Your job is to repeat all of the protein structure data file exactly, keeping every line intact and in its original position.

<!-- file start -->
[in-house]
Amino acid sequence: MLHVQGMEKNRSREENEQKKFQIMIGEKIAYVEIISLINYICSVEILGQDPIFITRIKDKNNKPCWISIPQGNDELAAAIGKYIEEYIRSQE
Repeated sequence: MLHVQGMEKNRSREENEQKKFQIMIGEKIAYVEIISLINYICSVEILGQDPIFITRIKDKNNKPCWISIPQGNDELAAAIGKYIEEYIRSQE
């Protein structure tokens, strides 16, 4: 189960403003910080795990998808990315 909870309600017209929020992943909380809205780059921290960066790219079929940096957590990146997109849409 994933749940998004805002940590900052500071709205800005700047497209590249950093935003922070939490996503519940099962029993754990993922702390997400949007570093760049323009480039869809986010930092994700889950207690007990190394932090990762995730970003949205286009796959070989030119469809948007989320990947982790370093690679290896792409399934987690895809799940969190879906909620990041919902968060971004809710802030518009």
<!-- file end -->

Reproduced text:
[in-house]
Amino acid sequence: MLHVQGMEKNRSREENEQKKFQIMIGEKIAYVEIISLINYICSVEILGQDPIFITRIKDKNNKPCWISIPQGNDELAAAIGKYIEEYIRSQE
Repeated sequence: MLHVQGMEKNRSREENEQKKFQIMIGEKIAYVEIISLINYICSVEILGQDPIFITRIKDKNNKPCWISIPQGNDELAAAIGKYIEEYIRSQE
């Protein structure tokens, strides 16, 4: 189960403003910080795990998808990315 909870309600017209929020992943909380809205780059921290960066790219079929940096957590990146997109849409 994933749940998004805002940590900052500071709205800005700047497209590249950093935003922070939490996503519940099962029993754990993922702390997400949007570093760049323009480039869809986010930092994700889950207690007990190394932090990762995730970003949205286009796959070989030119469809948007989320990947982790370093690679290896792409399934987690895809799940969190879906909620990041919902968060971004809710802030518009």